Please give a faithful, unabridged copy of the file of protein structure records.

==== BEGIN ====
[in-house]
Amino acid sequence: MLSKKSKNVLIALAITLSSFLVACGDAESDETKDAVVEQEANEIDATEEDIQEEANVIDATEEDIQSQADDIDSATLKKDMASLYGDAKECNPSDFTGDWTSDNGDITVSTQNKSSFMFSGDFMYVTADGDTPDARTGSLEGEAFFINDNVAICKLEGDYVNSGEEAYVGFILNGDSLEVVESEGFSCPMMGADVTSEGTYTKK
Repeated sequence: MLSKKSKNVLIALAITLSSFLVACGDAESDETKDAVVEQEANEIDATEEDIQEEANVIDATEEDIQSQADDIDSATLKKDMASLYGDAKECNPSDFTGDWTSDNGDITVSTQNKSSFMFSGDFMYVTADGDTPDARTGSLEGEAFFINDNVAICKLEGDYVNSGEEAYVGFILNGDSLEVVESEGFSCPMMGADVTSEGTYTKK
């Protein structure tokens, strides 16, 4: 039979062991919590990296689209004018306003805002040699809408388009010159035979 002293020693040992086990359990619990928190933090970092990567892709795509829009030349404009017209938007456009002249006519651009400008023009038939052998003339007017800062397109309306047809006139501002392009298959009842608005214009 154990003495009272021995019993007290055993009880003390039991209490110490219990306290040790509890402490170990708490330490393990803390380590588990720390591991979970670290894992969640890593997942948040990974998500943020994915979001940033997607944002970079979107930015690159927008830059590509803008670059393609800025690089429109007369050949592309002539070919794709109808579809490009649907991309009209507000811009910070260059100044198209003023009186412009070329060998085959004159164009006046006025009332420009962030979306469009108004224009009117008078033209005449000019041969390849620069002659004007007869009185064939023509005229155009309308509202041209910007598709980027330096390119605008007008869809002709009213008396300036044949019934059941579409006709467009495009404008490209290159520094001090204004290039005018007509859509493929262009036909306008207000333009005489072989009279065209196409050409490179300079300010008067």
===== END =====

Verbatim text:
[in-house]
Amino acid sequence: MLSKKSKNVLIALAITLSSFLVACGDAESDETKDAVVEQEANEIDATEEDIQEEANVIDATEEDIQSQADDIDSATLKKDMASLYGDAKECNPSDFTGDWTSDNGDITVSTQNKSSFMFSGDFMYVTADGDTPDARTGSLEGEAFFINDNVAICKLEGDYVNSGEEAYVGFILNGDSLEVVESEGFSCPMMGADVTSEGTYTKK
Repeated sequence: MLSKKSKNVLIALAITLSSFLVACGDAESDETKDAVVEQEANEIDATEEDIQEEANVIDATEEDIQSQADDIDSATLKKDMASLYGDAKECNPSDFTGDWTSDNGDITVSTQNKSSFMFSGDFMYVTADGDTPDARTGSLEGEAFFINDNVAICKLEGDYVNSGEEAYVGFILNGDSLEVVESEGFSCPMMGADVTSEGTYTKK
């Protein structure tokens, strides 16, 4: 039979062991919590990296689209004018306003805002040699809408388009010159035979 002293020693040992086990359990619990928190933090970092990567892709795509829009030349404009017209938007456009002249006519651009400008023009038939052998003339007017800062397109309306047809006139501002392009298959009842608005214009 154990003495009272021995019993007290055993009880003390039991209490110490219990306290040790509890402490170990708490330490393990803390380590588990720390591991979970670290894992969640890593997942948040990974998500943020994915979001940033997607944002970079979107930015690159927008830059590509803008670059393609800025690089429109007369050949592309002539070919794709109808579809490009649907991309009209507000811009910070260059100044198209003023009186412009070329060998085959004159164009006046006025009332420009962030979306469009108004224009009117008078033209005449000019041969390849620069002659004007007869009185064939023509005229155009309308509202041209910007598709980027330096390119605008007008869809002709009213008396300036044949019934059941579409006709467009495009404008490209290159520094001090204004290039005018007509859509493929262009036909306008207000333009005489072989009279065209196409050409490179300079300010008067």